Almost every acting teacher I’ve ever met and every acting program I’ve ever met is really good at teaching the tools in an actor’s craft. What they are not necessarily focused on is giving a student a method by which to use those tools every time. And the result is when you give even a trained actor a piece of material, they’re not quite sure what they’re supposed to do with it. What I stumbled upon in my training was an absolute methodology and I’m really trying to give them the methodology that has served me throughout my career. It’s not easy, but it’s also not alien to what they have been learning. It involves everything they have been learning and just asks things of them that they might not normally think about.


What do you enjoy most about teaching? Like you said, you want to do it more.

There is a thrill to seeing a young artist of serious intent have that break through moment, where their work just goes from one level to another level because they have that “Ah-ha!” It is as thrilling to be present at that moment – especially if I’ve done anything to help engender it – as it is to have a fantastic opening night. It’s just life affirming. It makes me feel like all the stuff I’ve been doing has a purpose because it’s passing on to another generation I guess in this case. But it can also just be, I’ve thought of people older than me that I’m like, “Oo! I got them this thing before, even before they walked away from it all.”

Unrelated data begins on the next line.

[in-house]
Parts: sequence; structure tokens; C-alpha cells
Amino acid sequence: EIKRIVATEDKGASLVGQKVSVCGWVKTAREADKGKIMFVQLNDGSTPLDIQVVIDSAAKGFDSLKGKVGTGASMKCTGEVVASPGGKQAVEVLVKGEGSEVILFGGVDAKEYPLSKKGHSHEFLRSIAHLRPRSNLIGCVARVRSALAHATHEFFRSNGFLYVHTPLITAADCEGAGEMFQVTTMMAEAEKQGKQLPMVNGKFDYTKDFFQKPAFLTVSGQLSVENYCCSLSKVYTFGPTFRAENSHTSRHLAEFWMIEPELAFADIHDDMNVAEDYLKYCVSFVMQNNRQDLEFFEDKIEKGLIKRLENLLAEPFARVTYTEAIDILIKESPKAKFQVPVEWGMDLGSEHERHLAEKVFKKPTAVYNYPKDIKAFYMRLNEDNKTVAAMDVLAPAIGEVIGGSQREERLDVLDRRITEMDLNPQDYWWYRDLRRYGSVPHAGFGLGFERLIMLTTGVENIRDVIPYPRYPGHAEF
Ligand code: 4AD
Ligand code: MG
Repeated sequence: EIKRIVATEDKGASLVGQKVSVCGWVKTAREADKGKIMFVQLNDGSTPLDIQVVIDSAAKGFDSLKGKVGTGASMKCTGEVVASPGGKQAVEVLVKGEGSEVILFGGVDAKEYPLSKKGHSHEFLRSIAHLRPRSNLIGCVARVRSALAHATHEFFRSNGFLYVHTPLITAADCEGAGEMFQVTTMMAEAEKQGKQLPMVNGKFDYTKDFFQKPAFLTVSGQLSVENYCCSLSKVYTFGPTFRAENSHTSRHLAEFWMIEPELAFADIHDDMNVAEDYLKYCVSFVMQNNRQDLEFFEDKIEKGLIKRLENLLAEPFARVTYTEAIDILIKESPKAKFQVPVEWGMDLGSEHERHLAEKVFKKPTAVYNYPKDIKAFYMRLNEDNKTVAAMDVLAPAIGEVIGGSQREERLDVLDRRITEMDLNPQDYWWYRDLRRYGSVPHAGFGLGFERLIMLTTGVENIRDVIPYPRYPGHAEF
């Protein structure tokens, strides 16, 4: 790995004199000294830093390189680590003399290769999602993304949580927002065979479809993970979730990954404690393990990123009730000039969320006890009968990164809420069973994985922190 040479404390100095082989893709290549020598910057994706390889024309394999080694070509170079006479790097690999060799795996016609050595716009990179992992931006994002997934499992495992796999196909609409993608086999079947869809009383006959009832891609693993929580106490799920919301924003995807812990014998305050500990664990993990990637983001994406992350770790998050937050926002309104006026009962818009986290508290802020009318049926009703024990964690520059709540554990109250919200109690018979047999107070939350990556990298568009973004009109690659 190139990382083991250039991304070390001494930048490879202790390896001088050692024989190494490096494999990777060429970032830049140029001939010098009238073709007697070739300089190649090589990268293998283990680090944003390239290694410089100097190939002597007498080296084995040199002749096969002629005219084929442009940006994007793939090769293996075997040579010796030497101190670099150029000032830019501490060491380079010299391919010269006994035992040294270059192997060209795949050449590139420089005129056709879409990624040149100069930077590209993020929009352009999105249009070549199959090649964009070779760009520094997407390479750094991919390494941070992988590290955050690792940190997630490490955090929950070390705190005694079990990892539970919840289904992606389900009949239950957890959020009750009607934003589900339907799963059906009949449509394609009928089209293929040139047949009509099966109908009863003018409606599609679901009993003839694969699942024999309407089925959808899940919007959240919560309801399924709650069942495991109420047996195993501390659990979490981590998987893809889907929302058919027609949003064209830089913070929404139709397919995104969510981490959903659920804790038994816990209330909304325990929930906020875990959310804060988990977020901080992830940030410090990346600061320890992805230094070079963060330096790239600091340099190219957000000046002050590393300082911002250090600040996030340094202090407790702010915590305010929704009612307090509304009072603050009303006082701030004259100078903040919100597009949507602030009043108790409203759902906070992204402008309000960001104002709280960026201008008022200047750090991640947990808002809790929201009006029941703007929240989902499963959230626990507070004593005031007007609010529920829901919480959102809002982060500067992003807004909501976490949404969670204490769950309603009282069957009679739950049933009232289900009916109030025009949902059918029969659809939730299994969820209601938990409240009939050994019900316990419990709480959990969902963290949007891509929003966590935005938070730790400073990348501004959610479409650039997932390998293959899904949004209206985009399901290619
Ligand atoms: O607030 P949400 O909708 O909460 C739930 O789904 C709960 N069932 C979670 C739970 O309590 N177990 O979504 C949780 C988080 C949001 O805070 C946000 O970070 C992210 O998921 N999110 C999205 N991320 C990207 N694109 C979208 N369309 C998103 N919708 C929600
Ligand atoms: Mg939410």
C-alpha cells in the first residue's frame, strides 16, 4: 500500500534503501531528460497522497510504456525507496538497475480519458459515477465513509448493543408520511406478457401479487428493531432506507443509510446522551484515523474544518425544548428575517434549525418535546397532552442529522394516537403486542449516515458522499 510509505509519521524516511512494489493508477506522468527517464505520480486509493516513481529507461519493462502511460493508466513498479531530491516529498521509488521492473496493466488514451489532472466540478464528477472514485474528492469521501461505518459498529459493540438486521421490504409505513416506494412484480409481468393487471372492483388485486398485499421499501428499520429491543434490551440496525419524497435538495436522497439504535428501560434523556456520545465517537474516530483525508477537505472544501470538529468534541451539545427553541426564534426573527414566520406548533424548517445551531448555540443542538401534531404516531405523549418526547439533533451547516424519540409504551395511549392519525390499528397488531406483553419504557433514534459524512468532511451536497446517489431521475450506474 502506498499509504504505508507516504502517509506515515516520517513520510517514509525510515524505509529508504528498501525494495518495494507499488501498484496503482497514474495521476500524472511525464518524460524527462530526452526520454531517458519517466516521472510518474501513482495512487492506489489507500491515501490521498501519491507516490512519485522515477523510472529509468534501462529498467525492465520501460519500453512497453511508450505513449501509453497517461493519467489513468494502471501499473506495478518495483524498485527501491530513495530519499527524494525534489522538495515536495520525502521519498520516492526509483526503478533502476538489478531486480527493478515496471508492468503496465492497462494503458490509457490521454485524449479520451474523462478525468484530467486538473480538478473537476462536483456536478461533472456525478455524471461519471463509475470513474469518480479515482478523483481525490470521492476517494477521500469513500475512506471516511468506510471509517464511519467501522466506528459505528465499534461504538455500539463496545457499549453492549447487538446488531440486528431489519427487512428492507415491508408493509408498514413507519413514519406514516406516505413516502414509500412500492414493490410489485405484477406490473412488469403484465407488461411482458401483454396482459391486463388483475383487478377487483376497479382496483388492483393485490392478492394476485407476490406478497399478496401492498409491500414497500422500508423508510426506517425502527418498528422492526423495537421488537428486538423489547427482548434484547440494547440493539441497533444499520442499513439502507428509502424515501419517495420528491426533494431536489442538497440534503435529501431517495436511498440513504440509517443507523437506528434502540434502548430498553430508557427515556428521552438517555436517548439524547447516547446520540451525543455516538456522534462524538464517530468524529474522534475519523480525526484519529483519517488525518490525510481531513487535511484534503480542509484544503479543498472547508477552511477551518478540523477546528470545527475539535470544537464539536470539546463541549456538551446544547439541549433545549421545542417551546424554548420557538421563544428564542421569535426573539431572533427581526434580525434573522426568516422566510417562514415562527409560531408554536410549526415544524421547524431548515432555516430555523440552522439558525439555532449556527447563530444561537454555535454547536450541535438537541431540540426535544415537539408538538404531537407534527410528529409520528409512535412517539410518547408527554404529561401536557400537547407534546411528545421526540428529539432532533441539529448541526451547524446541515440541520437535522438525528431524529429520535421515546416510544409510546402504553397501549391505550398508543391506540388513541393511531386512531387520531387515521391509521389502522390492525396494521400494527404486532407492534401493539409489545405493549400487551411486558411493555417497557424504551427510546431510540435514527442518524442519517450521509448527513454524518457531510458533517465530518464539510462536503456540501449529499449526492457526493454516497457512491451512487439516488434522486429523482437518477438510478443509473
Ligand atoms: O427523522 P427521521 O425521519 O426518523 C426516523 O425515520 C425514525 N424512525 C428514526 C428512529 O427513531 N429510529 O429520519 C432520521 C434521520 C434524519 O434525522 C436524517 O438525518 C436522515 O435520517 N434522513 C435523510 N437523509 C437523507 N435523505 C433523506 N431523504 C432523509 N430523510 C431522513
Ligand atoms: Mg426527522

Have you taught at any other universities?

Many. Boston, USC, UCLA, I’m trying to think…


Is this your first one in Utah?



Throughout your career you’ve done theater acting, you’ve done film and musicals, you’ve done voice acting, directed and produced. Which one do you think you enjoy the most?